Boston Manor began their rock stardom journey in 2013 with the release of their first EP, Here Now. Three years later, Be Nothing put them on the map and showed a darker side to the enthusiastic Pop-Punk of the time. Their sophomore release, Welcome To The Neighborhood (Pure Noise) manifests into a dramatic avalanche of progressive pop-punk expressed through emotionally driven, raw lyrics—leaving behind what you would typically think of pop-punk.
The band from Blackpool, UK, deliver an album that might surprise fans because it ‘s quite different from their debut. It is dark, melodramatic and heavy at times and often, the theme of anger towards their hometown is evident—they are not holding back any emotion.
The self-titled track presents a dark atmosphere and much of the energy you will come across with the release. ‘Flowers In Your Dustbin’ follows with catchy chorus and a striking energetic, bass riff in the breakdown brought on by Dan Cunniff. The dark lyrics in ‘Halo’ are chilling to say the least. Vocalist, Henry Cox brings it to the album with intense vocals—a very powerful element in this album. ‘England’s Dreaming’ possess as this lively tune with heavy hooks and stylistic vocal chops.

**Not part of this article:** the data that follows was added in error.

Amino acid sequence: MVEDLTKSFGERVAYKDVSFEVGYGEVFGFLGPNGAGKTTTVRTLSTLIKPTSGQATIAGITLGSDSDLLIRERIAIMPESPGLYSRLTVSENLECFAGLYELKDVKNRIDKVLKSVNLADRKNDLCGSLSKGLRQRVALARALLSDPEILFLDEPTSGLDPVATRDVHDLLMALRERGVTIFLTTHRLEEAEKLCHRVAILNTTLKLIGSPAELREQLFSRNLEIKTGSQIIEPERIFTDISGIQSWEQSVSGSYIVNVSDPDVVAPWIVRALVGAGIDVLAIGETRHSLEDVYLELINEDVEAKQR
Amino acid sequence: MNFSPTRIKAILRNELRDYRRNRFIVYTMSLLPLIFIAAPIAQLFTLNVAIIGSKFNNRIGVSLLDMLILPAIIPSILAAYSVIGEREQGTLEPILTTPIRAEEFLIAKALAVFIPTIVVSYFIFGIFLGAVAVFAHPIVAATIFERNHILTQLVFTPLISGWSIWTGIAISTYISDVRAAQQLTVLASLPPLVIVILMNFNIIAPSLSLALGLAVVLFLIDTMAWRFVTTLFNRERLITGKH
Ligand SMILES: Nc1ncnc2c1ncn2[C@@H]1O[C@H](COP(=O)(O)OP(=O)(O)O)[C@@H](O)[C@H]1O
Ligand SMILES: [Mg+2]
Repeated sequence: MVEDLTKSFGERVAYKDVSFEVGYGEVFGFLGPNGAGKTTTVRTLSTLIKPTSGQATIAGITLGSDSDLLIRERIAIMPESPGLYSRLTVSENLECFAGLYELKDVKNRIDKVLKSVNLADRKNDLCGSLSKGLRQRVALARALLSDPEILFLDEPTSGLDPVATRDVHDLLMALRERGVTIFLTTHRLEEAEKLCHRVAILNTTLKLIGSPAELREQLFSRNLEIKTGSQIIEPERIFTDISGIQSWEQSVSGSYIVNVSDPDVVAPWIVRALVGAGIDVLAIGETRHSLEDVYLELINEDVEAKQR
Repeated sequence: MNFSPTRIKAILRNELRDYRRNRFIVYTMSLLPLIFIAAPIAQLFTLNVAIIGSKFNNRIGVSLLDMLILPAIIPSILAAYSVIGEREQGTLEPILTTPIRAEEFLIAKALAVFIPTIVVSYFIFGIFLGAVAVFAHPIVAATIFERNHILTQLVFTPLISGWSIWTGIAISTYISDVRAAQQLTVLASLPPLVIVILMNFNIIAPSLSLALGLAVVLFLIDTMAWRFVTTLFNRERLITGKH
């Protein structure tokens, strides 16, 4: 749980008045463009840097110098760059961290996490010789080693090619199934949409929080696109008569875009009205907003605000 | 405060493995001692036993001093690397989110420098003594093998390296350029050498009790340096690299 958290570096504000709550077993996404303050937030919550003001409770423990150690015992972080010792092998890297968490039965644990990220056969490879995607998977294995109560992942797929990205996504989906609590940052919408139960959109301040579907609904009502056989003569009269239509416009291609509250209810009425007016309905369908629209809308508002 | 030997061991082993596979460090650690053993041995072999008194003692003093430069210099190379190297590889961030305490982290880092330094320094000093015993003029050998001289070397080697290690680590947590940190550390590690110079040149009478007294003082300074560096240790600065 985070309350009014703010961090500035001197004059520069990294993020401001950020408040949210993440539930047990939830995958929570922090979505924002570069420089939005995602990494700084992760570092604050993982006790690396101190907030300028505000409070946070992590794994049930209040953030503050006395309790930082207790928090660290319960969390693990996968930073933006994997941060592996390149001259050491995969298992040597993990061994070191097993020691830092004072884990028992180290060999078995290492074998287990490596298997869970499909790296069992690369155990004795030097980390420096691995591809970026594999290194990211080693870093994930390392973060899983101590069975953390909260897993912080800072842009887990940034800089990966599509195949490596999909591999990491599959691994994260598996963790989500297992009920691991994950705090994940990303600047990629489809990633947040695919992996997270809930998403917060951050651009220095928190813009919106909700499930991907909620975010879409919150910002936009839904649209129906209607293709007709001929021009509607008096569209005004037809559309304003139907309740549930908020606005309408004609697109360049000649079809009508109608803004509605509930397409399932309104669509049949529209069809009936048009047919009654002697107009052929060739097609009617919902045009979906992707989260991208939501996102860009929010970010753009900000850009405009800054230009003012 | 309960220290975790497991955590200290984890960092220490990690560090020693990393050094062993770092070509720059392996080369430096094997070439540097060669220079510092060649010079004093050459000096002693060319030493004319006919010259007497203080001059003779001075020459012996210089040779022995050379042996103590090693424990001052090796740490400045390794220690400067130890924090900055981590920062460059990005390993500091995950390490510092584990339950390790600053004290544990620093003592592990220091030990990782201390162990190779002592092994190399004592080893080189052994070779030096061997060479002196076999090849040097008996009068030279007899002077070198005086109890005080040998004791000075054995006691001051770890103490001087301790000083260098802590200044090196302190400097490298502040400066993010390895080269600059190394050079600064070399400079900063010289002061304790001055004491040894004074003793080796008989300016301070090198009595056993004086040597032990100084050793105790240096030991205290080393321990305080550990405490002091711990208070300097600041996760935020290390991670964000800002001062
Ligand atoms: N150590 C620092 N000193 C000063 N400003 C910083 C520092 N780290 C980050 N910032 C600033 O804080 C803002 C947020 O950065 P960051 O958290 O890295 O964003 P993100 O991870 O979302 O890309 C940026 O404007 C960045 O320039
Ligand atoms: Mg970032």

The dark ambiance continues with ‘Funeral Party’ accompanied with heavy guitar riffs by Mike Cunniff and Ash Wilson. Gritty vocals make an appearance in ‘Digital Ghost’ and everything you knew about pop-punk does not exist at this point in the album. ‘Bad Machine’ exemplifies the remarkable harmonies among the bandmates.
This deep into the album, grim and eerie themes are persistent and evident. ‘Hate You’ epitomizes that and the feelings come across vividly in the vocals. The album does reach a downfall with ‘The Day I Ruined Your Life’, which is not a bad song as such, it just brings the album to an odd, acoustic ending that is not needed. It’s been a trend this year to end an album with an acoustic number as a powerful statement, but it doesn’t work here.
Welcome to the Neighbourhood is a dark take on the pop-punk world. It represents grittier guitars and vocals that are almost theatrical. Boston Manor have crafted a well-integrated album within their own style that pushes things further in the genre—reminding listeners that pop-punk comes in all shapes and sizes.